Gods & Kings adds gods and spies instead of fixing Civilization V
This isn’t really the place to revisit my unhappiness with Civilization V, but I’m sorry to discover the game hasn’t gotten better a year and a half after I reviewed it. Instead of addressing the problems with the game’s AI, interface, and design, Firaxis has been nickel and diming you with DLC maps and civilizations. Now that they’re selling a full add-on, what better time to give it the overhaul it needs?
But no such thing happens in Gods & Kings. This is the same disappointing strategy game it was a year and a half ago, except that it now has two finicky and mostly unimpressive systems shoehorned in.
After the jump, gods & spies doesn’t sound quite as snappy
The new religion and espionage are basically each a new resource. Religion is based on spending the faith you accumulate and espionage is based on moving around a couple of spy units. A handful of new buildings and techs affect these new resources, and some of the new civilizations specifically push you into using religion or espionage. But for the most part, these systems feel poorly bolted onto the larger game.
Religion is almost exactly like culture, which was almost exactly like technology. Basically, these are just more tech trees, where you save up points, get a reward, repeat. You’ve done that with technology all along. In Civilization V, you did that with culture. And now, in Gods & Kings, you do that with faith. Civilization V keeps adding buckets to fill up and then empty out, picking rewards from a list. It’s the worst kind of feature creep because it’s just repeating features it’s already got. It’s like improved shaving technology that just keeps adding blades.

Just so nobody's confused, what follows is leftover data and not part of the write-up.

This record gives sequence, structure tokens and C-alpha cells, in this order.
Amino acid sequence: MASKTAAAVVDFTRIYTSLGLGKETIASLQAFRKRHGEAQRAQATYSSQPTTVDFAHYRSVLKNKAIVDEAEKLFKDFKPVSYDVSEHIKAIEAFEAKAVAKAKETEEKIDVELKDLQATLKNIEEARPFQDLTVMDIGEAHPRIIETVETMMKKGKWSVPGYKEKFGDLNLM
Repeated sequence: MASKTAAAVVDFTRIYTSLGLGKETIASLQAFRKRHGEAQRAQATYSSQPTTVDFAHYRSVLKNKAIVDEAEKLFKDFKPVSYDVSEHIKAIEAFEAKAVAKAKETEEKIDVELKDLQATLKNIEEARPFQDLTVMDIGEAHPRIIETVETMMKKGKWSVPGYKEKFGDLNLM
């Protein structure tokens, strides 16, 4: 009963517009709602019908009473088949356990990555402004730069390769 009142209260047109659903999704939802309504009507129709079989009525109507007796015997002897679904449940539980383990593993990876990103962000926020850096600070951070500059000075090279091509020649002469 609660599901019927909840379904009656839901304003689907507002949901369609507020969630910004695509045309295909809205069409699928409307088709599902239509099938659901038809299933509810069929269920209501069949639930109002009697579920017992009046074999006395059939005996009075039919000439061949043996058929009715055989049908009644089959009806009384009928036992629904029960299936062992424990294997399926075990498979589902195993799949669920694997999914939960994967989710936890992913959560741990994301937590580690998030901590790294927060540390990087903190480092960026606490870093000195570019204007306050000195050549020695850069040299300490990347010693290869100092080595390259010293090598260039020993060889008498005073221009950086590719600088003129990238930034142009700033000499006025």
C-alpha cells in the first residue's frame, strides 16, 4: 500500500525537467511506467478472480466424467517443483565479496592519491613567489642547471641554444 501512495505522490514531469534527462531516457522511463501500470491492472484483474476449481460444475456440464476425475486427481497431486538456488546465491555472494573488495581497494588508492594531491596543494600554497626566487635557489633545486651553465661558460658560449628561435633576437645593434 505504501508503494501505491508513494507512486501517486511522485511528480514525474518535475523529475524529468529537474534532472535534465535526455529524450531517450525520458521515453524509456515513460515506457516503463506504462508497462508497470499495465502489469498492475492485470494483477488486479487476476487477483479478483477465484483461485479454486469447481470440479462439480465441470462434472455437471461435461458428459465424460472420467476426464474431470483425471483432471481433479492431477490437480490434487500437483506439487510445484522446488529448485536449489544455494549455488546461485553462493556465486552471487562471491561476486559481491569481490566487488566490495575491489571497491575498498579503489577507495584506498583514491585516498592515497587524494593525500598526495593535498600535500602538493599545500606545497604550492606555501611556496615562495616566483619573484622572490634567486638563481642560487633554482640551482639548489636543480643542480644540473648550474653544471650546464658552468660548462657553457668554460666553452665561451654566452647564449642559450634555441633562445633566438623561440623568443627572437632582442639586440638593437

To be fair, some nuances are different from technology and culture. The concept of religion as something developed over time is intriguing enough that it belongs in a better game. As religions are founded and as they develop, each civilization gets to pick from a menu of perks. But each item on the menu can only be picked once, so it’s like calling dibbs on the best perks. Eventually, your religion gets five perks that no one else has. It’s an interesting representation of religion that will be familiar to any history student. It begins with a rabbi advocating for the sick and poor, it develops into an evangelical movement across the Mediterranean, and it finally explodes as an established church that appropriates an entire empire. At each step, it picks up new elements. You’ve eventually got something that gives you, say, added population growth, a gold bonus for converted cities, extra income from incense and wine, cathedrals for your cities, and extra faith from quarries. Don’t ask about that last one. Sometimes you just have to put a point in the religious equivalent of a gift certificate.